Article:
From childhood, Natsuki has felt like she doesn’t belong. Her family openly ridicules her. No one at school understands her. Her teacher takes advantage of her. The only way she can make sense of the world around her is through imagining that she has access to magic, and that she might secretly be an alien from another planet. Then there’s her cousin Yuu. In Yuu, Natsuki feels like she’s found another soul that is an outsider just like she is. But when Yuu and Natsuki are pulled apart, the two make a promise to each other: to survive. No matter what.

Now, Natsuki is an adult, and her feelings of alienation have only grown stronger. She’s married to a man who has zero interest in even touching her. Everyone around her is pressuring her to start a family. Meanwhile, Natsuki is relentlessly haunted by the nightmares of her past.

Natsuki is desperate for an escape from the pressures of adulthood and the expectations of what it means to be a productive member of society. And so she heads to the only place that ever made her feel at home: her family retreat in the mountains of Nagano, far away from the judgmental eyes of her peers. What’s more, she invites Yuu to meet her there. But Yuu comes to Nagano with his own thoughts about how to escape society. Will he be ready to keep his promise to Natsuki? And what will these two be capable of doing when they’re reunited?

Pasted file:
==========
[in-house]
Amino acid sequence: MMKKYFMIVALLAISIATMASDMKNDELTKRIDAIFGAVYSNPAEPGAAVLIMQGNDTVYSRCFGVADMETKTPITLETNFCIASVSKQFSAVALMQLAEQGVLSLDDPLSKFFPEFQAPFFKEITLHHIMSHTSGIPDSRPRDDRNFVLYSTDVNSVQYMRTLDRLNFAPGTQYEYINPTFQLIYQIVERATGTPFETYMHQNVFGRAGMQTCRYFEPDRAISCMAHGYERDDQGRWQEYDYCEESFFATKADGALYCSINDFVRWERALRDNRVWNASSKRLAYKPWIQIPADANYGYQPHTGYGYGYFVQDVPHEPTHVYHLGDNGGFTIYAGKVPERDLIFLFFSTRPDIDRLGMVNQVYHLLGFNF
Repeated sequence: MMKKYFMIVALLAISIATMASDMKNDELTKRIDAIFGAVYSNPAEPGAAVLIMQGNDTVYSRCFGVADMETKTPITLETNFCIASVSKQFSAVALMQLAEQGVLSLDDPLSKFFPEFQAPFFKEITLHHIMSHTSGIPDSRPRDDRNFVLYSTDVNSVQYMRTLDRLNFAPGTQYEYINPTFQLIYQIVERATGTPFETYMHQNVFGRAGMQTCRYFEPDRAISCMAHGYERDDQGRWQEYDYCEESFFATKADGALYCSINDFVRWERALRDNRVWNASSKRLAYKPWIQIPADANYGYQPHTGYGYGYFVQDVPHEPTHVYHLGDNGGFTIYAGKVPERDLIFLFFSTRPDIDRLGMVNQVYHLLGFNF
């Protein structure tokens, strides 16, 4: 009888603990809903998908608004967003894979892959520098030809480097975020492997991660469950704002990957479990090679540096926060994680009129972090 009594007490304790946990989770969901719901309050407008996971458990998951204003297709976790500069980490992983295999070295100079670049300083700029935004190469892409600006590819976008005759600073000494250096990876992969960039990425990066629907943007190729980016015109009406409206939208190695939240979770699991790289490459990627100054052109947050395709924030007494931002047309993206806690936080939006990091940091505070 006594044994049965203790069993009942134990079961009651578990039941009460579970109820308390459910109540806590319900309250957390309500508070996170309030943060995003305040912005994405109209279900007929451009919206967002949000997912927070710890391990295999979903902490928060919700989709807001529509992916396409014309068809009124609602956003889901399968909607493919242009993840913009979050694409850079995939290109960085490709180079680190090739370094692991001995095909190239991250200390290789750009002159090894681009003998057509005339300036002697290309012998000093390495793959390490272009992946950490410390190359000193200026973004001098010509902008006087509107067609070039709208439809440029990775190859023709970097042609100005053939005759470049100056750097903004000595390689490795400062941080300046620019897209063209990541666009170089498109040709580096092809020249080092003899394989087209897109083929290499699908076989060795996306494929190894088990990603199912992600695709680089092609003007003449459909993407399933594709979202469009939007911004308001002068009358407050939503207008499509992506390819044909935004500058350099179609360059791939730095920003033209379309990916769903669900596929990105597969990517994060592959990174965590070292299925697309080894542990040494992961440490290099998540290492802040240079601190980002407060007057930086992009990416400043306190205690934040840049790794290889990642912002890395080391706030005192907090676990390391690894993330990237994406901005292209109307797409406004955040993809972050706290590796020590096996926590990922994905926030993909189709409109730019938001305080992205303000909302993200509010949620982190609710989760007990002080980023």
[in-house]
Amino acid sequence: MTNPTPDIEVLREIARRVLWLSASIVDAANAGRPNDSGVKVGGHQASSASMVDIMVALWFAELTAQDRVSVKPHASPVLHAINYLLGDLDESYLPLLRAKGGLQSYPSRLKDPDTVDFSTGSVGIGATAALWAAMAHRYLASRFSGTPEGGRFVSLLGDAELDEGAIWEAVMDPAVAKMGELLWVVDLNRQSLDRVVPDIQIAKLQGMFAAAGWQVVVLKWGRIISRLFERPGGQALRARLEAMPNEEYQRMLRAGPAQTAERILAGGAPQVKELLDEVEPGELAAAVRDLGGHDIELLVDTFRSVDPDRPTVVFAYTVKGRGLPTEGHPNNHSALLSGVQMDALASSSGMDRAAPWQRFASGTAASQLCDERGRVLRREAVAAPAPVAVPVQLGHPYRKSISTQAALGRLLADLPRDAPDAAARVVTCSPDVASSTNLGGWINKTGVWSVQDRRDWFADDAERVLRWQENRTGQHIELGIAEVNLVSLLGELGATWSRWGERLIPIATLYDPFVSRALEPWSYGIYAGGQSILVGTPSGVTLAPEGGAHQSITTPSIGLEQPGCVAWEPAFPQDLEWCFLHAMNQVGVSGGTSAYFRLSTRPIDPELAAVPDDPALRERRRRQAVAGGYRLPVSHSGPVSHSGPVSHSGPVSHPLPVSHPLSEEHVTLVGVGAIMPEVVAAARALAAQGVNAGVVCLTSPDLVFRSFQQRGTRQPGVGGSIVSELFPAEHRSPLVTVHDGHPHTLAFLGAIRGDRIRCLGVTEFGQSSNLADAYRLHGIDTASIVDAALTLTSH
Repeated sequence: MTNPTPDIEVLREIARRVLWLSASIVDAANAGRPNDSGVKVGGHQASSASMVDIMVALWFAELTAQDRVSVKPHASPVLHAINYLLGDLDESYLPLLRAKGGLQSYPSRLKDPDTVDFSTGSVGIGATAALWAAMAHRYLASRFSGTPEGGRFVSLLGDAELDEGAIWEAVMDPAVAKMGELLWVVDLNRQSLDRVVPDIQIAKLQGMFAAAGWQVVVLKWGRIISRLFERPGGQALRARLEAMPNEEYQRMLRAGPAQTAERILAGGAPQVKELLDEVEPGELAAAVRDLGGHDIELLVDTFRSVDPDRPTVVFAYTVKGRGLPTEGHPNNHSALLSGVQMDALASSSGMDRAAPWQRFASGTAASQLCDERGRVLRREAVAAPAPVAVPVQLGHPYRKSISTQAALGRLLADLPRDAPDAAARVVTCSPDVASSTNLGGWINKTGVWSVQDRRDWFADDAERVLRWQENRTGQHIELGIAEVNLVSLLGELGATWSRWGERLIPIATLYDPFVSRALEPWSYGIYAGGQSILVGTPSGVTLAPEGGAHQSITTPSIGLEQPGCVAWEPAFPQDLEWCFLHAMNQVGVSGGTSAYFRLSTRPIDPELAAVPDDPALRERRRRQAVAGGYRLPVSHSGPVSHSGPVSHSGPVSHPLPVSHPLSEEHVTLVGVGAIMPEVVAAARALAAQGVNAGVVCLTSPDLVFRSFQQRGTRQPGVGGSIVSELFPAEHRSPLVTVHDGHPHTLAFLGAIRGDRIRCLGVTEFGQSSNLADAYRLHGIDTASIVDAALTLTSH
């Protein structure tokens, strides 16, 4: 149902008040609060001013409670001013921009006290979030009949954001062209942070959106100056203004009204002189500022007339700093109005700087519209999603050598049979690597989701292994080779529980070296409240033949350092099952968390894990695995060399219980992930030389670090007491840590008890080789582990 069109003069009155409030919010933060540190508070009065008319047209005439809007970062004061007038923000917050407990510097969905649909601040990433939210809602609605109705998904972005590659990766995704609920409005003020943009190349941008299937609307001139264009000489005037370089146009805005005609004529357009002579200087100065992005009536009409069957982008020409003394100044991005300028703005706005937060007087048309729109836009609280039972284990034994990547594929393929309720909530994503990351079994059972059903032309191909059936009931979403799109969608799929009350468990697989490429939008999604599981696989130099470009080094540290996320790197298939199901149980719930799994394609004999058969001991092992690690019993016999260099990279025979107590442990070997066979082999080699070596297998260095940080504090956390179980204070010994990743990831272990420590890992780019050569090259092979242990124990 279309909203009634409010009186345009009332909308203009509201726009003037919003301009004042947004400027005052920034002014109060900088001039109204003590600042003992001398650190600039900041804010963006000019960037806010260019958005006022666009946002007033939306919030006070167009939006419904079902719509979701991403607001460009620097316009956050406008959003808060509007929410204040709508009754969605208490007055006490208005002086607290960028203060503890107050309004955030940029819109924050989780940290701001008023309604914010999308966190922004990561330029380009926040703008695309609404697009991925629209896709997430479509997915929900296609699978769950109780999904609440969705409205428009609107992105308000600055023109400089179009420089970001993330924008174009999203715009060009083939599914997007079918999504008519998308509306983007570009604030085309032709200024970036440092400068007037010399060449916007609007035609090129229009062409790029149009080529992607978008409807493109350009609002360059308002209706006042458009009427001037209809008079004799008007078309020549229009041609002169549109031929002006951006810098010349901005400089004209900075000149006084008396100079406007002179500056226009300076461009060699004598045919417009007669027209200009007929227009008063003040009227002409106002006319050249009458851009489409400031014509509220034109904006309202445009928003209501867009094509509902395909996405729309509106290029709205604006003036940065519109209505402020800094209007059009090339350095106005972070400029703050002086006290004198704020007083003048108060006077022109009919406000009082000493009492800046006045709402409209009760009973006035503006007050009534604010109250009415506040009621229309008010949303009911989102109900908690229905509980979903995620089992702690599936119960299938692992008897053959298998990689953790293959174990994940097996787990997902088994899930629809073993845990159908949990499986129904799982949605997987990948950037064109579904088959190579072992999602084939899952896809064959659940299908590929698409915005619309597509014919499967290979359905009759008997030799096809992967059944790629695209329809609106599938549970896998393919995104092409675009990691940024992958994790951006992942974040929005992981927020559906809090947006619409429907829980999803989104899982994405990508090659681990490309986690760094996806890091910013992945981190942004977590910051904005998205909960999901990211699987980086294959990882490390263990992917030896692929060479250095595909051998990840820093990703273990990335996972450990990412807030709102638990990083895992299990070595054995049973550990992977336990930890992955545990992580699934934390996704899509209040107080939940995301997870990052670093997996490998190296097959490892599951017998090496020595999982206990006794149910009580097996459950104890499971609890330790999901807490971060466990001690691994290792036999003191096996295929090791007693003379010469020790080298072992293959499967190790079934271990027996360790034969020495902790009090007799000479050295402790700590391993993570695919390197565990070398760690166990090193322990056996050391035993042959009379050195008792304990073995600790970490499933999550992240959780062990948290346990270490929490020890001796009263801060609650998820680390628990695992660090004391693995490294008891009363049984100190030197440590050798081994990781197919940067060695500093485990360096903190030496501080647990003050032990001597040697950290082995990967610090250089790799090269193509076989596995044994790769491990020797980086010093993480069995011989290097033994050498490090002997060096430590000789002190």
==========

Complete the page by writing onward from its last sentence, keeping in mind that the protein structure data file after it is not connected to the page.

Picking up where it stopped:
This novel, as you might have already gleaned, is dark and disturbing. Content warnings for nearly everything you can think of: cannibalism, incest, sexual assault, murder, trauma, child abuse. This book is anything but an easy read. Like Natsuki, I found myself really clinging on to the more fantastical moments of this novel, hoping for moments of solace amidst the bleakness of what’s happening to our main character. And yet with all of that being said, I could not put Earthlings down. Not for a second.